Corsair Neutron GTX 240GB SSD Review

Corsair Neutron GTX 240GB SSD
by Robert Tanner on February 20, 2013 in Storage

It’s the attack of the SandForce clones! Can any heroic atomic-powered SSD come to save us? Does Corsair’s Neutron have what it takes to rescue our PC in distress? Will the hordes of the positively-charged solid-state armies be neutralized in time? Tune in this week (or now) to find out!


It isn’t every day tech writers get surprised, but heads were certainly turned (including mine) when Corsair announced its 4th generation SSDs based upon the controller from some unknown controller company. Yet, apparently this “unknown” company has been producing and selling both disk and flash-based drives in the enterprise market for years, ever since its inception in 2004. The Neutron just happens to be the first consumer-focused SSD to feature a Link_A_Media Devices’ chip housed inside. Reportedly, Corsair has signed an exclusive distribution agreement and will be the only company for the time-being to offer SSDs powered by a LAMD controller.

The launch of the Neutron family utilizing an unheard-of controller was an especially bold move from Corsair, yet it is also welcome to see. Currently, SandForce SSDs are still by far the most prevalent type on the market and there simply are not many publicly-available controller alternatives that exist beyond Marvell and Samsung for performance SSDs. Even Intel has migrated to using SandForce in its main consumer SSDs. Despite this, Corsair has somehow managed to pull the metaphorical rabbit out of a hat, launching not just a completely new choice in SSDs, but a new premium offering that is capable of hanging with the best-performing SSDs currently on the market. This is no small feat.

Corsair’s Neutron SSD family is comprised of the Neutron and Neutron GTX varieties. Both models feature the same LM87800 controller at the core, with the only difference being price and the choice of NAND flash housed inside. In addition to types like MLC and TLC, NAND typically is offered in asynchronous, synchronous, and toggle-based varieties with performance (and cost) increasing as one moves up the chain, with toggle-based NAND currently at the top. The Neutron makes use of Micron’s 25nm synchronous flash, while the GTX goes full bore with Toshiba’s 24nm toggle flash.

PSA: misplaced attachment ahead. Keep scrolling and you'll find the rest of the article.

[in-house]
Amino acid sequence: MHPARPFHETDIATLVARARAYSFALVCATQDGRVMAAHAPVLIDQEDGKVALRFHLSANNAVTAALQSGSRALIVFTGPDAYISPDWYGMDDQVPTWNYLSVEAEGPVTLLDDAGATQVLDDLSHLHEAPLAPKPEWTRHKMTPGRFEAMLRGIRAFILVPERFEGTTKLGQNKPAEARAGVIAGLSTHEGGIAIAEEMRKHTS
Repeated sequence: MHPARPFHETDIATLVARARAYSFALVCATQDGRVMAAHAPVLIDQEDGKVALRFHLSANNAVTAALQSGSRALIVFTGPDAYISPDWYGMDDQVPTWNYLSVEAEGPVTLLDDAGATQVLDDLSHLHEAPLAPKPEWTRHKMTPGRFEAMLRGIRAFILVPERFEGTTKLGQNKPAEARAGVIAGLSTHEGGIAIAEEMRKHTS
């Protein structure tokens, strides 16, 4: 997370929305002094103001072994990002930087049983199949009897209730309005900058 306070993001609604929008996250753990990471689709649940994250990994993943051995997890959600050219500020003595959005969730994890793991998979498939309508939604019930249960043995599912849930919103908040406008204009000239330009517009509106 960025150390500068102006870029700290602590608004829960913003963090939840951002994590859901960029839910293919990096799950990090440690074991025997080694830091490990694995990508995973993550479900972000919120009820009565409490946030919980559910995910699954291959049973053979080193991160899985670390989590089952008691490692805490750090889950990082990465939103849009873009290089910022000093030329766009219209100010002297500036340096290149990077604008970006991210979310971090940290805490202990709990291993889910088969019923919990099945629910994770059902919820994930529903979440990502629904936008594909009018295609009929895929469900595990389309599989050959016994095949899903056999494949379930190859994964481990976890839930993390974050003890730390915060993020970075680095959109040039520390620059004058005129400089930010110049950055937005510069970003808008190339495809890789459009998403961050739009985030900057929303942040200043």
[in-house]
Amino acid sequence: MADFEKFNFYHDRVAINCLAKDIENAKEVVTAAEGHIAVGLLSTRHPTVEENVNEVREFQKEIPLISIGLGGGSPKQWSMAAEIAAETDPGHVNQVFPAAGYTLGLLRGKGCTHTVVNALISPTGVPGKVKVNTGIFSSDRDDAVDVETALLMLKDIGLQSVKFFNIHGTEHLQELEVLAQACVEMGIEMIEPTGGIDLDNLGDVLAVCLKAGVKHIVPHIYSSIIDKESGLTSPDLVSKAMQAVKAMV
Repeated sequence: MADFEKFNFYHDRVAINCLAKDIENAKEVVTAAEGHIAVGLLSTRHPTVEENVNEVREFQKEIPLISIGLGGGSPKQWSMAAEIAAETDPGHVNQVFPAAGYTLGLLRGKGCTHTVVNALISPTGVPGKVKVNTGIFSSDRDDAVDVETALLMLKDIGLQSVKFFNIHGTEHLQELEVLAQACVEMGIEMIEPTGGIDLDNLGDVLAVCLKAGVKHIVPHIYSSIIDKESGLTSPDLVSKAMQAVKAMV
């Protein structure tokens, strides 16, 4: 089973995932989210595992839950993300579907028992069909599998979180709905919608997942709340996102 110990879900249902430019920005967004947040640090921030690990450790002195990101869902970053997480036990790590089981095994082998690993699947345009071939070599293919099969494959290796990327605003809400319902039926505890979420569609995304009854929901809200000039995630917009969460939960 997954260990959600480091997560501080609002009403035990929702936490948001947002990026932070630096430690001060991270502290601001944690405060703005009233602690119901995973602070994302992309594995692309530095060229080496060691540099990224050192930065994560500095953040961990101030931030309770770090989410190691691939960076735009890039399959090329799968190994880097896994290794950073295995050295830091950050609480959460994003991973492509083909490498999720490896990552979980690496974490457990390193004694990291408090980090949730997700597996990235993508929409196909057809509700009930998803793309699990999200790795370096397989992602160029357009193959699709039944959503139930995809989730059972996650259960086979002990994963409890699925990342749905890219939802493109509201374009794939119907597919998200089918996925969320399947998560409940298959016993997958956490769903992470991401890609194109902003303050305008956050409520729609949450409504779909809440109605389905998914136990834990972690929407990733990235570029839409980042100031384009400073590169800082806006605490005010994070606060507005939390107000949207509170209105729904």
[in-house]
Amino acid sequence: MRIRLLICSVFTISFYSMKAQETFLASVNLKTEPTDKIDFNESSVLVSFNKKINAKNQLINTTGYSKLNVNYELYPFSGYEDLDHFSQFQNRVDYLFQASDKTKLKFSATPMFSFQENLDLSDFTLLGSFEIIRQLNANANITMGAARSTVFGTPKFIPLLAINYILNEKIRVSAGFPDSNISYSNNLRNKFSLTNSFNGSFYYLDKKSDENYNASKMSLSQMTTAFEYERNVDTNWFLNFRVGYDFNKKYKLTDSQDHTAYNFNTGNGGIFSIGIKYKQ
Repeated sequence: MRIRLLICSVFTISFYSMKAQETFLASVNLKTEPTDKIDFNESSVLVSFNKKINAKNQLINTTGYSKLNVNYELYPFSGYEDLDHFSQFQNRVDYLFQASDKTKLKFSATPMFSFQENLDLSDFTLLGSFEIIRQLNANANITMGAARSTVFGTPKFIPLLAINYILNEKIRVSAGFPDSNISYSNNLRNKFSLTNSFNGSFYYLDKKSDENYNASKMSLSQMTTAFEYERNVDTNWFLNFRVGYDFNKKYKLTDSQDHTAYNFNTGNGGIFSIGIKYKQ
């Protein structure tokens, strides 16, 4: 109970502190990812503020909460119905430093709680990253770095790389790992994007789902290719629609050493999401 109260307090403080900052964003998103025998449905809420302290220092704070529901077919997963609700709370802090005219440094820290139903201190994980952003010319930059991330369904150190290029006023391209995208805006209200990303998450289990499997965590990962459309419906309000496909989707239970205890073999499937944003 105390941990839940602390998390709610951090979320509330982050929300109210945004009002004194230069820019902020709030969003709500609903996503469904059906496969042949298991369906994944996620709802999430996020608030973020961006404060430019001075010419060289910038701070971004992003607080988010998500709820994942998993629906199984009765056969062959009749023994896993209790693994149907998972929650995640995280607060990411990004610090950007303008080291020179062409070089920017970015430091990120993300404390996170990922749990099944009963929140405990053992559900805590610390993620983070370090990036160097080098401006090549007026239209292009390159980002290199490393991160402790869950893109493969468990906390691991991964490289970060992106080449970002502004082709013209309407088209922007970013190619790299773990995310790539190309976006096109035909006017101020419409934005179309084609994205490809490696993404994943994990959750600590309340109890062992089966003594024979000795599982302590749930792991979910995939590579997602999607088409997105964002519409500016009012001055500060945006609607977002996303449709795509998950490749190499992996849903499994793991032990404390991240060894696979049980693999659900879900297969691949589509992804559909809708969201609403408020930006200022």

Corsair Neutron GTX 240GB SSD

Corsair Neutron GTX 240GB SSD

 Corsair Neutron GTX Series
 120 GB240 GB480 GB
Sequential Read550 MB/s555MB/s
Sequential Write330 MB/s470 MB/s511 MB/s
Maximum Random Reads80,000 IOPS85,000 IOPS90,000 IOPS
Maximum Random Writes90,000 IOPS85,000 IOPS
NAND24nm Toshiba Toggle NAND
InterfaceSATA 3.0 6Gbit/s
Power Consumption0.6W Idle / 4.6W Writes
Warranty5 Years

The model we are testing here is the 240GB Neutron GTX, although it’s worth highlighting that all models of the Neutron family feature a full five-year warranty. Both offer capacities of 120GB and 240GB, although only the GTX family includes a model up to 480GB. In line with recent trends, Corsair’s SSDs feature the thinner 7mm height that has become more popular over the traditional 9mm height for 2.5” form-factor drives. All models ship with a single-piece metal tray adapter for easy mounting in a standard 3.5” drive bay.